It’s a slow day at the Winter Meetings as far as the Mariners and Rainiers are concerned.
But do check out the first link down below, as The News Tribune ran an article on possible Tacoma Rainiers players for 2017.
With nothing else occurring (yet), it’s time for another…. Triple-A All-Star Flashback!
Tacoma is hosting the 30th annual Triple-A All-Star Game at Cheney Stadium on July 12. We’ll spend the winter looking back at the previous years, to give fans an idea what they can expect in Tacoma this summer.
The 1993 Triple-A All-Star Game was held at Sport Stadium in Albuquerque, a true launching pad.
The stadium lived up to its reputation, as the all-stars combined to hit seven home runs in the National League’s 14-3 victory.
While at least one future Hall of Famer (Chipper Jones) and possibly another (Jim Thome) played in the game, it was Atlanta Braves prospect Ryan Klesko who had a record-setting day.
Klesko went 4-for-4 with two home runs, a double, four runs scored, and three runs batted in. He is one of just two players in Triple-A All-Star Game history to collect four hits in one game, joining Luis Sojo (1990). He was the first player to hit two home runs in the game, and the only one to do it until Adam Dunn hit two bombs in the 2001 affair.
The Richmond Braves dominated the proceedings.
Chipper Jones started at shortstop and led off for the NL, going 1-for-3 with an RBI single. Javy Lopez was the starting catcher, going 2-for-3 with a double and an RBI. Richmond reliever Billy Taylor (who would eventually become the Oakland A’s closer) delivered two scoreless innings – no easy feat in this game.
1993 Triple-A All-Star Game Fun Facts:
- Both all-star managers were big league skippers just a few years later. NL manager Bill Russell (Albuquerque) piloted the Dodgers for three years, and the AL’s Charlie Manuel (Charlotte) amassed 12 seasons as a major league manager.
- Jim Thome was a third baseman for Charlotte back then. He went hitless and was charged with an error. He managed to make it as a big league third baseman for his first four seasons before moving across the diamond to first base in 1997.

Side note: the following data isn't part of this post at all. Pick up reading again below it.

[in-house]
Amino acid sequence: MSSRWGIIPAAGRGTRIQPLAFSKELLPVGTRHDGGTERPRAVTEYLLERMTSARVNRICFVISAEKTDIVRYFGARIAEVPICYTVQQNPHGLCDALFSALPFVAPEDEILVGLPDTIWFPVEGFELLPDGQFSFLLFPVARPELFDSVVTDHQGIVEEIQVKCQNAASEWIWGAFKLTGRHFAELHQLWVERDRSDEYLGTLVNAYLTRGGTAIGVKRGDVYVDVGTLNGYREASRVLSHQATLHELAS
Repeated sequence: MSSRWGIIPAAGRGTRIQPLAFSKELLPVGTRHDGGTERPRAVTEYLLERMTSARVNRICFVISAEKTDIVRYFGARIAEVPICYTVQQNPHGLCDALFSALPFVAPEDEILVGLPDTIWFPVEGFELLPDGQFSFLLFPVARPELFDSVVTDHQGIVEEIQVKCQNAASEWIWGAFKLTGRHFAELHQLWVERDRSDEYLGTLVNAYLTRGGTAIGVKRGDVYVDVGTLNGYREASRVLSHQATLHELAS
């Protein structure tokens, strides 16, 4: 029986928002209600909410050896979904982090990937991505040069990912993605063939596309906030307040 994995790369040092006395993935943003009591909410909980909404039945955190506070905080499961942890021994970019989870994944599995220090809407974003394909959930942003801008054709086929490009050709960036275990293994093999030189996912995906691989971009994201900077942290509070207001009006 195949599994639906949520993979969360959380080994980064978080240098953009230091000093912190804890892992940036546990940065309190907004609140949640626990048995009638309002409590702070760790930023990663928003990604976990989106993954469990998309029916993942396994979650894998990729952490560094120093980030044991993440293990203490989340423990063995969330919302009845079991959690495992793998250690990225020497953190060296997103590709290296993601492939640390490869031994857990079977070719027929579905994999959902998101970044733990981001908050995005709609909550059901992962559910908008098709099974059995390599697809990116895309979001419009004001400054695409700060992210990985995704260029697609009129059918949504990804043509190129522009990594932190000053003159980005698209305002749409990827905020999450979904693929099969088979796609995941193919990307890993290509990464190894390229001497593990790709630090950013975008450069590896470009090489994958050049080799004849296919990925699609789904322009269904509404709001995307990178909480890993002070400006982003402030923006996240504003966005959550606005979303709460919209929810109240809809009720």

- Tacoma – still the Tigers in 1993 – was represented by infielders Kurt Abbott and Webster Garrison. Abbott started at shortstop and went 1-for-2, Garrison came off the bench to play second base and went 0-for-2.
- We sent our first trainer to the all-star game: Tacoma’s Walt Horn handled the AL training room. Horn was the Tacoma Tigers trainer from 1983 to 1994.
- Current Tacoma Rainiers pitching coach Lance Painter was an all-star, representing Colorado Springs. He did not pitch in the game. Painter had made his Major League debut earlier in the season, in May, and returned to the big leagues in August. The day he returned, August 29, he pitched a complete game five-hitter at Shea Stadium to earn his first big league win.
- Other notable future major leaguers in the 1993 game included Rob Ducey, Keith Lockhart, Troy O’Leary, Eduardo Perez, Rick Reed, Karl “Tuffy” Rhodes, and Steve Trachsel.
- This was probably a really fun Home Run Derby. It included a future 600 HR Club member in Thome, Klesko was a big power prospect at the time, and then there were classic PCL sluggers like Billy Ashley and J.R. Phillips in the event. Norfolk’s Ryan Thompson took home the trophy.
Check back tomorrow – hopefully we’ll get some good Winter Meetings news.
- Here’s some good stuff for Rainiers fans: Bob Dutton takes an early look at who could be playing for Tacoma in April.
- Dutton’s Mariners Notebook includes an item adding to the list of potential trade targets to help the M’s starting rotation.
- Outfielder Mitch Haniger was “more than just a throw-in” in the Taijuan Walker – Jean Segura trade, Ryan Divish writes.
- Veteran national columnist Tracy Ringolsby has an article on the Mariners quest to end their playoff drought.
- The late Bill King has finally been selected for the Ford Frick Award. Holy Toledo!
- The growth of ridiculous team names has certainly caught the attention of the president of Minor League Baseball, Pat O’Conner.